We obtained the data of the COVID-19 cases of Singapore and Hong Kong from Singapore and Hong Kong’s governmental websites [5, 6]. The imported cases and local cases of both districts were studied separately. And we obtained the age structure data of Hong Kong and Singapore separately from public websites as of March 5. In order to compare the difference of age distributions of the 2 infected population and the effects of age structure. We performed the Wilcoxon rank-sum test to compare the age distributions of the infected patients in Hong Kong with those in Singapore. And then we divided age into age groups, and we counted the number of cases in each age group. We then used the Wilcoxon rank-sum test to compare the difference of age-specific incidence between the 2 populations. Lastly, we obtained the age-specific incidence rate by dividing the number of cases in each age group by the population of that group and then compared the age-specific incidence rate by the Chi-square test.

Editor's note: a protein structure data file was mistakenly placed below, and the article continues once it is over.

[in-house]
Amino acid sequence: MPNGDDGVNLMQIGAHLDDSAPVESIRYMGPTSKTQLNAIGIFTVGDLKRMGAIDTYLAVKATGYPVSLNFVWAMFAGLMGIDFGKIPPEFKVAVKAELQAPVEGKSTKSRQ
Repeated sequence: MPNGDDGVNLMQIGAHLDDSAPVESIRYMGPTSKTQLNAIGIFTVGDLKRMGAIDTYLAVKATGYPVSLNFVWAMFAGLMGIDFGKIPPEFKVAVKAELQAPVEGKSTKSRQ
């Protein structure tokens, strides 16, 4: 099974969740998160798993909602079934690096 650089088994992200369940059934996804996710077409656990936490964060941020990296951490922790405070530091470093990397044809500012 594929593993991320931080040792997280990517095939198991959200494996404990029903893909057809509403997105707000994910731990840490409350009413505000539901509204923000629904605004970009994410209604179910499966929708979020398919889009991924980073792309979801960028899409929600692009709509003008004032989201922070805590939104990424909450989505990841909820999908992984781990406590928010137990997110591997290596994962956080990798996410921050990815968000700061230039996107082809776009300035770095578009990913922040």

Results and discussion

From the onset of COVID-19 to March 5, there have been 23 imported cases in Singapore and Hong Kong, respectively. The age distribution of imported and local cases can be seen in Additional file 1: Table S1 and Figure S1, which was similar to an epidemiological analysis using outsourced data in Mainland China [7]. Considering that Hong Kong has a total population of 7.45 million and is more geographically close to Mainland China, the risk of importing COVID-19 cases should be higher than Singapore which has a total population of 5.64 million and less pressure of population mobility with Mainland China. Results by Wilcox test reported a significant difference in age patterns of both imported cases and local cases between the 2 places, with Hong Kong taking up a higher percentage of elderly cases. Nevertheless, this difference is no longer significant after the standardization of imported and local case numbers by each age category in Hong Kong and Singapore respectively, shown in Table 1 and Fig. 1. Therefore, it is reasonable to assume that the variation in age distribution of the cases might arise from the age structure of the population per se. Appropriate travel restrictions may delay the introduction of COVID-19 infection. Health authorities can provide advice or warnings to travelers. The formulation of the policy must weigh the potential serious economic consequences and the effect of the pandemic control.